Receiving money for quashing drone bugs might seem like some kind of futuristic VR video game, but a recent announcement from DJI may bring that fantasy to life.
The world leader in civilian drones and aerial imaging is launching a bug bounty program to reward users who discover security issues with any kind of DJI software. So no, you might not be squashing actual bigs, but the reward you get will still be pretty hefty.
The initiative, titled “The DJI Threat Identification Reward Program,” serves to help DJI work more effectively with researchers and other drone enthusiasts by responsibly discovering and disclosing issues that may negatively affect the security or enjoyment of DJI devices or software.
The program will help gather insights from users who discover threats to private information and even the photos or videos taken by a drone itself. On top of this, threats to the actual use of the device are included, from issues causing app crashes to DJI’s geofencing restrictions or altitude limits.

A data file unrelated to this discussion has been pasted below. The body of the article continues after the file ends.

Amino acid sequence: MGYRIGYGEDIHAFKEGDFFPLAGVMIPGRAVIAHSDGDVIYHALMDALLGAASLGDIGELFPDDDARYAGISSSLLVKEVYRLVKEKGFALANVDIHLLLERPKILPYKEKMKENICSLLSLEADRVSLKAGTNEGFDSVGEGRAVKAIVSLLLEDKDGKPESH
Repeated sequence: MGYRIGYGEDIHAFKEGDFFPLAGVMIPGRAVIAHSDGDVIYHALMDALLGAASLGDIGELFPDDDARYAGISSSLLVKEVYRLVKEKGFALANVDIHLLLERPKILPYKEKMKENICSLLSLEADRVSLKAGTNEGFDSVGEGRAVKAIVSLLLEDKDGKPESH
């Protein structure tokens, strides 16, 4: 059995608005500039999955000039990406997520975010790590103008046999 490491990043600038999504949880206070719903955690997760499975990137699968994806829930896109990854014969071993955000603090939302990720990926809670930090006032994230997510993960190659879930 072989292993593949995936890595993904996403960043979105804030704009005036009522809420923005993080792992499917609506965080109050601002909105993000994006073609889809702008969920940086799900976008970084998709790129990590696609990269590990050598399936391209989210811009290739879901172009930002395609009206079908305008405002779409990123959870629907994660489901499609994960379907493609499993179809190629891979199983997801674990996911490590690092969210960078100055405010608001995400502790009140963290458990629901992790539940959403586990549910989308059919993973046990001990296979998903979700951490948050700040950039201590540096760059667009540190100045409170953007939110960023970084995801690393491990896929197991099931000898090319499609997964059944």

“Security researchers, academic scholars and independent experts often provide a valuable service by analyzing the code in DJI’s apps and other software products and bringing concerns to public attention,” said DJI director of technical standards Walter Stockwell in a release. “DJI wants to learn from their experiences as we constantly strive to improve our products, and we are willing to pay rewards for the discoveries they make.”
Rewards for the potential bug catchers out there range from $100 to $30,000 depending on how threatening the big may be. A website with full terms and a standardized form to fill out is being developed, but for now bug reports can be sent to firstname.lastname@example.org for review.
Before this announcement, DJi did not offer any lines of communication to potential security researchers or users about how to report concerns, so this is a welcome sign for many drone enthusiasts.
“We want to engage with the research community and respond to their reasonable concerns with a common goal of cooperation and improvement,” Stockwell said. “We value input from researchers into our products who believe in our mission to enable customers to use DJI products that are stable, reliable and trustworthy.”
The new program is part of an effort that will see DJI ramp up security and stability for their products. The company will also introduce a new multi-step internal approval process for new app software to make sure any new additions meet standards.
DJI is a China-based technology company that specializes in high-quality drones for photography and filming purposes.